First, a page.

5.       Roche takes on the tech sector – The tech race is heating up in the pharmaceutical industry with many older, established companies like Roche and Novartis putting on a fresh face to attract talent in an age where real-world data and digitalisation are becoming more important for the next breakthrough treatment. Earlier in the year, we looked at the revolution in personalised medicine and the proliferation of AI start-ups in Switzerland.

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6.       Switzerland losing attractiveness for multinationals – In 2019, a series of reports looked at how attractive Switzerland remains for multinationals. The outlook is mixed: in April, one study reported that the latest tax reform vote helped Switzerland lure more than 280 foreign companies, but another warned that the country is losing out to neighbours such as the Netherlands. Scandals didn’t help the country’s reputation either. One thing is for sure: restructuring is in the air, including job cuts at Japan Tobacco International and General Electric.

7.       Chinese firms steal sensitive data from Swiss-based competitor– Switzerland has found itself in the middle of a tug of war between China and the US, both of which are major trading partners. Several headlines questioned Switzerland’s friendly ties with China including Huawei and cybersecurity as well as the largescale detention of the Uighur Muslim minority.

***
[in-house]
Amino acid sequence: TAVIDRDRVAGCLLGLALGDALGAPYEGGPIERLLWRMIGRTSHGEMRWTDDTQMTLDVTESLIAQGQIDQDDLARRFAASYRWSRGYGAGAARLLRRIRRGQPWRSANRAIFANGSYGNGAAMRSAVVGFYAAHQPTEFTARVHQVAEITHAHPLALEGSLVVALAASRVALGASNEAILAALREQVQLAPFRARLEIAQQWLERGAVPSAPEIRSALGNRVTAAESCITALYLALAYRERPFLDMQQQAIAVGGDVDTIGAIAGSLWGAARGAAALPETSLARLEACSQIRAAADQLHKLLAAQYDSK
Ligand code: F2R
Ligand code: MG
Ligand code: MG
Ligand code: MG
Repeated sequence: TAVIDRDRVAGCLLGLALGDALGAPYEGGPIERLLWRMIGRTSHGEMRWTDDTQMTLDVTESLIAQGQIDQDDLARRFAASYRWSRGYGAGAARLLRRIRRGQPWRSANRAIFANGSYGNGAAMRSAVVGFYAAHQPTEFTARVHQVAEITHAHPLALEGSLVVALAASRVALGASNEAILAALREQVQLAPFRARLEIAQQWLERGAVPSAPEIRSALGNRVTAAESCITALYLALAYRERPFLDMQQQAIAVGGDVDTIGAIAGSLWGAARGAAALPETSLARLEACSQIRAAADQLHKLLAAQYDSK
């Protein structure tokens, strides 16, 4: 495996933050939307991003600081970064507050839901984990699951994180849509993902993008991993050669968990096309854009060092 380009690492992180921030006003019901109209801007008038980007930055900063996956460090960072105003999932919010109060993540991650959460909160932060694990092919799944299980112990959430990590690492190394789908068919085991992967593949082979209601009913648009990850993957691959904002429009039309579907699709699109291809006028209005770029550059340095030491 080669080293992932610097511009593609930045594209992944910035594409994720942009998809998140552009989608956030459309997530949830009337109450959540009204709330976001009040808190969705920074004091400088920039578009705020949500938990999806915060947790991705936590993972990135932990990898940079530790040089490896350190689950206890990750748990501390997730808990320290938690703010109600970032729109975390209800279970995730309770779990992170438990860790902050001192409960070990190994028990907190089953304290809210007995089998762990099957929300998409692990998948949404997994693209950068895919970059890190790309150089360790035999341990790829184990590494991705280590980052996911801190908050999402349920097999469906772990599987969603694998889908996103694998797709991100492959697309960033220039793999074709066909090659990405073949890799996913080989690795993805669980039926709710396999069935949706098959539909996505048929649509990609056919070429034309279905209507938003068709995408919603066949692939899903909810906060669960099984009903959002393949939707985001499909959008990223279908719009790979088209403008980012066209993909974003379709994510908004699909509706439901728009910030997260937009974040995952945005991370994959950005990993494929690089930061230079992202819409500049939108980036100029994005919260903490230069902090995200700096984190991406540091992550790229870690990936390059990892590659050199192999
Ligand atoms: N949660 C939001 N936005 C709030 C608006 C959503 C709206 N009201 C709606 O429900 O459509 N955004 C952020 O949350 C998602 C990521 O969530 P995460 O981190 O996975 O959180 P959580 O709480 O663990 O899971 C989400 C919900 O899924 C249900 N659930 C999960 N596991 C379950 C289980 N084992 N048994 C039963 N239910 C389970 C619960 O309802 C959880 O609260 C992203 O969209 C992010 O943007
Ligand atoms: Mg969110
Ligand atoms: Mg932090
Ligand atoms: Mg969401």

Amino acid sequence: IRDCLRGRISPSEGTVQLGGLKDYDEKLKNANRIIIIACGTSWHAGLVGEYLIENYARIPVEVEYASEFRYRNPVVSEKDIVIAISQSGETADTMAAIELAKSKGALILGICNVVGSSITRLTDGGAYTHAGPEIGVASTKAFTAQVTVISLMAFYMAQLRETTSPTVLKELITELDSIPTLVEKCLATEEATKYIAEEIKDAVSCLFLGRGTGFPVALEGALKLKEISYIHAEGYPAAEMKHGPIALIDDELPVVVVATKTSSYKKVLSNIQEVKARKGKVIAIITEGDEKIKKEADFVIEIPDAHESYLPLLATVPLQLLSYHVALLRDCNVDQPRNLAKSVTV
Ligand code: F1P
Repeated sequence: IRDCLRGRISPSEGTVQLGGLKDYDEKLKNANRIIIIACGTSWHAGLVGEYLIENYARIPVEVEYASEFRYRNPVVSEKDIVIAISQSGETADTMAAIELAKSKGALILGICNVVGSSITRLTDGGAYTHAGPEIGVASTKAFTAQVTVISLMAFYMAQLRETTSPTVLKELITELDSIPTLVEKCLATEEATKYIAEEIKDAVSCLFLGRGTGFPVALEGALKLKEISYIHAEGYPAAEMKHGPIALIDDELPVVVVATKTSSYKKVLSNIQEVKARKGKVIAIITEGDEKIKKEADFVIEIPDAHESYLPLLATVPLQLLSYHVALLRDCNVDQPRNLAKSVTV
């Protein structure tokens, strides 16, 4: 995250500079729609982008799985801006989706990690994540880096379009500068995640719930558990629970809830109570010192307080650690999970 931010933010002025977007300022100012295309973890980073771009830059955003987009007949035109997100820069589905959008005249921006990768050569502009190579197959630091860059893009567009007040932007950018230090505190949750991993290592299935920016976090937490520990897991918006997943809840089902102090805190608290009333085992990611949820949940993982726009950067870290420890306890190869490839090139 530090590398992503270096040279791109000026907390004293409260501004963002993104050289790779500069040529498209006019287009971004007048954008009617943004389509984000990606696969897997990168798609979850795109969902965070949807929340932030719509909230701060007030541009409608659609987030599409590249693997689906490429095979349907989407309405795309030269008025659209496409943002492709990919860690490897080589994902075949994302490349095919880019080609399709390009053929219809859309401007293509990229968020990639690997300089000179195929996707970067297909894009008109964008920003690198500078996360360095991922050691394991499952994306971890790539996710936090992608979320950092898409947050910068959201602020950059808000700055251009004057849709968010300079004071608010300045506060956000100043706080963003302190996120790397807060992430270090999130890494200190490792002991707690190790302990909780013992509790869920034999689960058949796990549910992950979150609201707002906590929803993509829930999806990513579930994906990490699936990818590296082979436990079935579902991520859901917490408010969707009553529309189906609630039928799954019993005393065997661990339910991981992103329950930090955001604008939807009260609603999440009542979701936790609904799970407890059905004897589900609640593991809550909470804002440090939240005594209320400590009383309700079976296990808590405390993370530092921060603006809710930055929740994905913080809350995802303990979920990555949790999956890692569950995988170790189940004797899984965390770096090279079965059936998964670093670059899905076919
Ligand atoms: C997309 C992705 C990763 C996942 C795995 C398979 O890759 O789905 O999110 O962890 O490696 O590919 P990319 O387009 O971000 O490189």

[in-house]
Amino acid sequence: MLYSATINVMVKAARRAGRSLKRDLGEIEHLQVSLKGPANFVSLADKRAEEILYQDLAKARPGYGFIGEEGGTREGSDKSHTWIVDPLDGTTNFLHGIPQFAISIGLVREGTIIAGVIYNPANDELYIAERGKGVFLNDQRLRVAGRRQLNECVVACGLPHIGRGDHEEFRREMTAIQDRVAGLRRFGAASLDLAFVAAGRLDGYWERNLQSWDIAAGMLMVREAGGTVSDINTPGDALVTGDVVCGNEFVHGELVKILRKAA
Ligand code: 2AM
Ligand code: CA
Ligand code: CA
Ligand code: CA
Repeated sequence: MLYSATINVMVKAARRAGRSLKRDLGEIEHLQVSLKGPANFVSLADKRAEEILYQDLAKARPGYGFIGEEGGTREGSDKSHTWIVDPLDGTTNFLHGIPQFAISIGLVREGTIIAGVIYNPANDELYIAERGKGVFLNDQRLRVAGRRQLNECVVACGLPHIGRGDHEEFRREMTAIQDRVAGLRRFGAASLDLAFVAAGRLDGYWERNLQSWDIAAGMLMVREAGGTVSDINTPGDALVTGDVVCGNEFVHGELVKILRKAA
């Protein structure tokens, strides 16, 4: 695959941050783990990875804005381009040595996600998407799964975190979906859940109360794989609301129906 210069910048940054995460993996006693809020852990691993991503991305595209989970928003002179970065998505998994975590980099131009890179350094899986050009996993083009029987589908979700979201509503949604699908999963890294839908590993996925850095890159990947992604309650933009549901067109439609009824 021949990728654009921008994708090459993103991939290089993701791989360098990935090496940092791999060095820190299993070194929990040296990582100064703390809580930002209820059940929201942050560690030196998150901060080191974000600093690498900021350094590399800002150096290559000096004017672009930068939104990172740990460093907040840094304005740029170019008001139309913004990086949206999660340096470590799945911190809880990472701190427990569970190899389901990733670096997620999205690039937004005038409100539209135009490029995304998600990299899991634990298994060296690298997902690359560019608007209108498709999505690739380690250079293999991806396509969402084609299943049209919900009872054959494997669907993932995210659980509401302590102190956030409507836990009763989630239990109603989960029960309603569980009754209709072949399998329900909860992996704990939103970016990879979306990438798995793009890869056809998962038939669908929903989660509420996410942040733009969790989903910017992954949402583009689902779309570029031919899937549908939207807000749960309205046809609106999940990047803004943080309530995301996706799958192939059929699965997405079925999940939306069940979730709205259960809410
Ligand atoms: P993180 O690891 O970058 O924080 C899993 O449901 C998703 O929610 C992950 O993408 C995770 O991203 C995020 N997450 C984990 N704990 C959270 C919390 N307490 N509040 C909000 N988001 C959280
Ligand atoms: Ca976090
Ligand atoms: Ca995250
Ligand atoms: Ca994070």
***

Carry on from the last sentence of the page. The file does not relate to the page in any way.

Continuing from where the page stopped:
8.      Vitol overtakes Glencore as biggest company in Switzerland– Commodity traders topped the ranks of the largest companies in Switzerland by turnover. But with size comes responsibility as Geneva-based trading company Gunvor learned when the Swiss attorney general ordered it to pay a whopping CHF94 million over bribery allegations in Africa. The scrutiny continues with more investigations underway related to traders’ ties to the Car Wash scandal in Brazil, something Portuguese readers are following closely.

We also took a deeper look at how Glencore does its homework and heard from communities in Peru about how the company’s copper mineexternal link is affecting their way of life.

9.       How can a drug cost $2.1 million? – 2019 will surely go down as the year that the world “got woke” on drug pricing. Once considered a topic for the developing world, healthcare systems more widely are now feeling the squeeze as big breakthroughs in gene therapies come on the market. As we reported, pressure is growing on companies to unlock the black box on R&D costs and how prices are set.

10.   Pesticide companies ‘seriously deficient’ on human rights, says UN expert– With two popular initiatives launched on pesticides, and studies identifying toxins in local water supply, the Swiss public were on high alert over how the government is managing pesticide sales inside and outside the country. NGOs took to the streets pointing the finger at Basel-based Syngenta.

Are there any stories you think we missed? Are there any stories we should have our eye on in 2020? Send me a message: jessica.davis@swissinfo.ch

What’s coming up? We’ll be taking a break for the holidays and coming back with stories on gold and infant nutrition.

We’ll also be gearing up for the World Economic Forum at the end of January so send us your questions.

Thanks for reading and have a happy holidays,